On comparisons with Toronto 

I must inevitably compare cities with the one I know best. As Great Lakes cities, the cities have lots in common: they are in the same forest, their residential neighbourhoods are comprised of detached houses with similar architectural styles. Their histories, of course, have been quite divergent. Detroit is infamous for relying on an industrial monoculture that eventually collapsed. Toronto is an industrial chameleon, adapting to global economic trends and relying on its centrality to the Canadian economy.

I did notice two quirky comparisons that might be stretching things but I have to share.

Detroit’s highway system, most prominently a north-south U transected by an east-west cross highway looks remarkably like Toronto’s Line 1 subway (Yonge-University-Spadina Line). It even has the same northwest jog around Eglinton West station. It’s even got a Line 4 (Sheppard) equivalent. The comparison is poignant as it highlights Detroit’s reliance on cars in the place of Toronto’s not-perfect-but-better-than-nothing subway system. But for all its car-dependency, Detroit’s system one up’s Toronto’s in one way: it has a Downtown Relief Line.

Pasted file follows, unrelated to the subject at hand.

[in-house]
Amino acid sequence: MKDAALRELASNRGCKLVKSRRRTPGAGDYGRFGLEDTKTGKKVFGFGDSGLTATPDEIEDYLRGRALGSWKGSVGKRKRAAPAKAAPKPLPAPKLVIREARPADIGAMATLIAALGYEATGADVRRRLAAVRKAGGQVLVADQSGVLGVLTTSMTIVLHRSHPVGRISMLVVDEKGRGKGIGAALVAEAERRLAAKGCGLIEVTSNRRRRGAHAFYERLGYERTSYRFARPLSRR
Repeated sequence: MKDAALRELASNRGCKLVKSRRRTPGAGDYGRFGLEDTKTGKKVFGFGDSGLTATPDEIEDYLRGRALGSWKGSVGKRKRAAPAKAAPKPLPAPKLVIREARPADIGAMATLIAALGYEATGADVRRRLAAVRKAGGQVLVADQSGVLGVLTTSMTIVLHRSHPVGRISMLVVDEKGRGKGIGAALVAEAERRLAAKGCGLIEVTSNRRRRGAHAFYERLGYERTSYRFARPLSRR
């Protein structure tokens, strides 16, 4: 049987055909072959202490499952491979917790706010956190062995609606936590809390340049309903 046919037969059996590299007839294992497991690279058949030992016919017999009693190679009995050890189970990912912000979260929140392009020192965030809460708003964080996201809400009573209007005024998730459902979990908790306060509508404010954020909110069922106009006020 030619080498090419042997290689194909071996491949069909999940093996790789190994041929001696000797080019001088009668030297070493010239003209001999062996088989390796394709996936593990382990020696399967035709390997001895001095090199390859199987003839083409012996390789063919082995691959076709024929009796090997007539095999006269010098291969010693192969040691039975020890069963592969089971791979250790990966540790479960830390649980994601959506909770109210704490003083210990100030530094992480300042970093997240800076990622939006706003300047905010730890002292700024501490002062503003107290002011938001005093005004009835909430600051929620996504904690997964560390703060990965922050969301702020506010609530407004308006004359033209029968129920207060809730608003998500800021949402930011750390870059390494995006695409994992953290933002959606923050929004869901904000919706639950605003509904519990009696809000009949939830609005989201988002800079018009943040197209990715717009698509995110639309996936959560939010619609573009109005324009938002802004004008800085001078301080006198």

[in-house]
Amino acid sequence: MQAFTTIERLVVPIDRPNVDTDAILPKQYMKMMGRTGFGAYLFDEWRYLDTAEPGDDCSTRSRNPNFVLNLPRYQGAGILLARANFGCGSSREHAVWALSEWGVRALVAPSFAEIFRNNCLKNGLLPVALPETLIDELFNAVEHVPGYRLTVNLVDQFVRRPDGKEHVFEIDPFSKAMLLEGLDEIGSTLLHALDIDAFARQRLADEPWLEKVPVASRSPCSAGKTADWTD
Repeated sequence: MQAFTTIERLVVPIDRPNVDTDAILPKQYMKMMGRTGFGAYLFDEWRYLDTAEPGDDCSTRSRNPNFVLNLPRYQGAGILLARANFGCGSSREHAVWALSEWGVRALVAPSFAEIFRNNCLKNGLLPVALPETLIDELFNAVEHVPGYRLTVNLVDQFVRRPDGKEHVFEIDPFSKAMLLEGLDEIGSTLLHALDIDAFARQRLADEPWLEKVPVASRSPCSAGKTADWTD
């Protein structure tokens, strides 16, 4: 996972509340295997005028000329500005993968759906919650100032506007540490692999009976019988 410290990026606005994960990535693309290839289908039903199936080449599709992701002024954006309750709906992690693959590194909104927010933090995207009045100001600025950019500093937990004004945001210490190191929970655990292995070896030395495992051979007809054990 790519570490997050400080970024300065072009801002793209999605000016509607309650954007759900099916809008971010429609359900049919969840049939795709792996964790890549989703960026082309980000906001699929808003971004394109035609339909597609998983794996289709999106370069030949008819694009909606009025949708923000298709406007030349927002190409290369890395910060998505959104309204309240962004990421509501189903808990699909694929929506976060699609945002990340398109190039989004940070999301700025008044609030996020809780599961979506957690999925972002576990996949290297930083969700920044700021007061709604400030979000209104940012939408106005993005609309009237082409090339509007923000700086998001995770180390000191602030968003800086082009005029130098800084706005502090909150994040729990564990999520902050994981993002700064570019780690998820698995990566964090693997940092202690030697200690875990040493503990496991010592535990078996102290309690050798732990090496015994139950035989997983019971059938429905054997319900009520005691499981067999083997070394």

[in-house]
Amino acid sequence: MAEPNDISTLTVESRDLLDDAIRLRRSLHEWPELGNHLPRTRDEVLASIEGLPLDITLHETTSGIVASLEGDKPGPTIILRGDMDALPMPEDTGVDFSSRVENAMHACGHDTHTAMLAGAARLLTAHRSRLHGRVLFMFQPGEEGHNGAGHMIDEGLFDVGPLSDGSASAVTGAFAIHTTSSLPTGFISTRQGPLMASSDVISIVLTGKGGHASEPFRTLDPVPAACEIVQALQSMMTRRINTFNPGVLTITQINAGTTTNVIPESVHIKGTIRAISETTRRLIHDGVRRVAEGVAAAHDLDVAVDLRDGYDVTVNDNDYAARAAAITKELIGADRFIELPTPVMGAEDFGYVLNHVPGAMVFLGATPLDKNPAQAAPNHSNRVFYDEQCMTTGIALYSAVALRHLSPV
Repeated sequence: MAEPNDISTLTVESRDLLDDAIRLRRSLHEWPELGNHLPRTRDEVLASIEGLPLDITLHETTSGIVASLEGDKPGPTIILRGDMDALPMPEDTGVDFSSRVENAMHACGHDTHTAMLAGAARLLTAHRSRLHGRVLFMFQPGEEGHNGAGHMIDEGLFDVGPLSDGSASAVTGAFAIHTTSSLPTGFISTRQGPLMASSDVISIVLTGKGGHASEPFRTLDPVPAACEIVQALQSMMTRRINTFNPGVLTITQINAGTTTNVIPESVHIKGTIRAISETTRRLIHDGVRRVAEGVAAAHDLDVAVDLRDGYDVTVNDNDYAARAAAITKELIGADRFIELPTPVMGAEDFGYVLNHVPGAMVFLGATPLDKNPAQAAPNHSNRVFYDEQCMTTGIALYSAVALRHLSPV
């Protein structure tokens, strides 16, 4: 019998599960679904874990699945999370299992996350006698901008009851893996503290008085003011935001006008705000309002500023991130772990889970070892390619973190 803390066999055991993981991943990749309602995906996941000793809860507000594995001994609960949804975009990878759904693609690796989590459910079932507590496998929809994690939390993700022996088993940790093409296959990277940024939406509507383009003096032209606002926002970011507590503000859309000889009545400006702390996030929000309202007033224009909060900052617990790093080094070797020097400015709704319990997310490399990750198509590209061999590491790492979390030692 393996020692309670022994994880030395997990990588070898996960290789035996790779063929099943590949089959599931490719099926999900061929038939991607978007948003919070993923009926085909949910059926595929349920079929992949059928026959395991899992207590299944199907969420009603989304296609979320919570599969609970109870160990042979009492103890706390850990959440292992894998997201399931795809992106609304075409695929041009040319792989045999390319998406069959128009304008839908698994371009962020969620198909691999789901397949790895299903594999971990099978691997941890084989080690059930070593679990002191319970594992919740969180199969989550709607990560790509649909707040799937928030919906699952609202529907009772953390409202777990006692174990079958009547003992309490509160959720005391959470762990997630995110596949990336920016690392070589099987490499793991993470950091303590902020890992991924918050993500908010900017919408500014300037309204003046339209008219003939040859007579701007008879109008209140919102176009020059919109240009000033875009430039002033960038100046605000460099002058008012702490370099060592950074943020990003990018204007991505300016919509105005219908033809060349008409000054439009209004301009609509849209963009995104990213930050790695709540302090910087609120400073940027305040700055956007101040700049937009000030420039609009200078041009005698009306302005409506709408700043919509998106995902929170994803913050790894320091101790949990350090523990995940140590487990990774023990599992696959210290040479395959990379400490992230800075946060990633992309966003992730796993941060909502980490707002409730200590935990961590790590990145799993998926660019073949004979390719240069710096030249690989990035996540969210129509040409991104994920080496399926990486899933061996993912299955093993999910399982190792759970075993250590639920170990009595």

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Detroit’s highway system

Toronto's subway map has a surprisingly similar shape

Toronto’s subway map has a surprisingly similar shape

On another transit related note, Detroit’s People Mover, built with the same technology as Toronto’s Line 3 (Scarborough RT), sounds the same chime as the TTC when the doors open and close.

On Pizza

I went to Buddy’s Pizzeria and it was delicious.

On blight 

Detroit is massive. It’s often sited that Paris, London and Manhattan could fit within its borders, and there would still be space left. The population of Detroit peaked at 2 million, but today it’s more like 700 000 – 700 000 people spread through a humungous city. Detroit is too big.